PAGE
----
3) 3 ATP used in cycle
4) protein-free diet (arginine becomes essential**), lots of glucose, sodium benzoate/sodium phenylacetate--do NOT starve them!!


Transaminations occur in making or degrading all of which amino acids?

1) alanine
2) arginine
3) aspartate
4) isoleucine, leucine, valine (use common alpha-keto transam rxn)
5) NOT threonine! (threonine-->glycine via threonine dehydrogenase, irreversible--makes threonine essential)


Which enzyme is created/degraded in same path?

1) proline-->glutamic acid-->glutamate-->alpha-ketoglutarate
2) arginine generated through urea cycle (the ornithine made too just goes through cycle again), but it becomes glutamate--NOT made/broken down through same path
3) fun fact: proline, ornithine, arginine, glutamate can all be derived from alpha-ketoglutarate skeleton (NOT histidine, since it's essential)


How is serine made?

1) either from glycine or by 3-phosphoglycerate path
2) will become pyruvate


What's deficient in alkaptonuria?

1) homogentisate oxidase
2) homogentisate can't be ocnverted to 4-maleylacetate


What are some things to know about tetrahydrobiopterin?

1) needed for DOPA synthesis
2) required cofactor for phenyalanine hydroxylase
3) must be regenerated by dihydrobiopterin reductase
4) synthesized by body


What are the forms of cobalamin in the methylmalonyl CoA mutase and the homocysteine methyltransferase rxns?

1) MMAM--adenosyl version (a in MMAM for adenosyl!)
2) HMT--hydroxy version (h in HMT for hydroxy!)


What's important stuff about folate?

1) folic acid-->THF via dihydrofolic acid reductase, enzyme inhibited by methotrexate--THF active form in body, one-carbon group donor
2) N5-methyl-THF is most reduced form--this guy gets trapped in folate trap, when B12 reduced (methylene intermediate, formyl/formino/methenyl most oxidized)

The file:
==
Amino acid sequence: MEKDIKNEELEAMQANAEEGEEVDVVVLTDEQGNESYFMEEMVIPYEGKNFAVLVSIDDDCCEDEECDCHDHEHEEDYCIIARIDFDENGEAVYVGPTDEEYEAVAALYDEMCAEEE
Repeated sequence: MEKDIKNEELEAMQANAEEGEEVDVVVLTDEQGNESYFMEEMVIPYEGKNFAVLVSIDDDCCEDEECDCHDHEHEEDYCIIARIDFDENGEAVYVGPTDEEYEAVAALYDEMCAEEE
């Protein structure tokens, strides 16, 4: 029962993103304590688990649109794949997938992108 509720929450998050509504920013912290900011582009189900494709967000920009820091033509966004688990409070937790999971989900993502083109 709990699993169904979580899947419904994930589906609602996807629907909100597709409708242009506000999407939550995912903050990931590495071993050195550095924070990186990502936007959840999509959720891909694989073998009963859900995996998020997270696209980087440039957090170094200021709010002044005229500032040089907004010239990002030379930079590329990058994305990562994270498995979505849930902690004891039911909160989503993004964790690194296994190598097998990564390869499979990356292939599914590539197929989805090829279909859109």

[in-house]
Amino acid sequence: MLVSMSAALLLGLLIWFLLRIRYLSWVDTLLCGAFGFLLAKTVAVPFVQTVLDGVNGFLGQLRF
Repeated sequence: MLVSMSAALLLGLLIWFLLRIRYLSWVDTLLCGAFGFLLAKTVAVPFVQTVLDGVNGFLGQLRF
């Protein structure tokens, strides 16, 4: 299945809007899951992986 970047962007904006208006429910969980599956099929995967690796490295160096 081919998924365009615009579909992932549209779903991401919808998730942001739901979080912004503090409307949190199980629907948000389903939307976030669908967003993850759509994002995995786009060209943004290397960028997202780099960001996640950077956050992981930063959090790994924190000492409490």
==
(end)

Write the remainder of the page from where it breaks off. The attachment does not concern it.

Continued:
What causes the spinal cord degeneration and neurological problems in a B12 deficiency?

1) methylmalonyl CoA-->succinyl CoA doesn't happen


Which rxns use 1-carbon fragments?

1) formation of methionine
2) synthesis of purines and pyrimidines
3) glycine synthesis
4) NOT heme synthesis!!


Which rxns does azaserine block?

1) it's a glutamine analog--blocks amide transfer from glutamine (blocks amination rxns)
2) blocks 2 steps in purine synthesis (blocks amination rxns)
3) blocks IMP-->GMP synthesis
4) blocks UTP-->CTP synthesis


What's needed to make purines?

1) aspartate
2) formate (from N10-formyl-THF)
3) CO2
4) glutamine
5) glycine
6) ATP


What's needed to make pyrimidines?

1) carbamoyl phosphate (NOT from urea cycle, made in cytosol from glutamine and CO2)
2) aspartate
3) people with a urea cycle OTC deficiency can build up lots of pyrimidines**


Which enzyme is restricted to the liver?

G6Pase, for gluconeogenesis


Are all NTPs created equally?



How does pyruvate carboxylase work?

1) pyruvate-->OAA
2) requires biotin cofactor, requires ATP to activate bicarb
3) pyruvate carboxylase ONLY in mitochondria--where gluconeogenesis must begin
4) leucine/lysine, acetyl CoA from fatty acids/amino acids CANNOT contribute to gluconeogenesis
5) activated by acetyl CoA


How does PEPCK (PEP carboxykinase) work?

1) OAA-->PEP+CO2
2) requires GTP
3) PEPCK in mitochondria, PEP has transporter
4) activated by glucagon's increase in cAMP, decreased by insulin


What about OAA in fatty acid synthesis? (NADPH required!!!***)

1) citrate+ATP-->OAA + acetyl CoA (cytosol)
2) OAA+NADH-->malate via malate dehydrogenase
3) malate+NADP+-->pyruvate+NADPH, via malic enzyme
4) pyruvate-->citrate, NADPH used as the reducing agent for fatty acids
5) oxidizing malate to make OAA is endergonic, so lots of malate is in equilibrium with OAA--this is good, because malate can go to the cytoplasm for gluconeogenesis


What about OAA in gluconeogenesis?

1) asparagine and aspartate also become OAA
2) must be converted into malate or aspartate to enter/leave mitochondrial matrix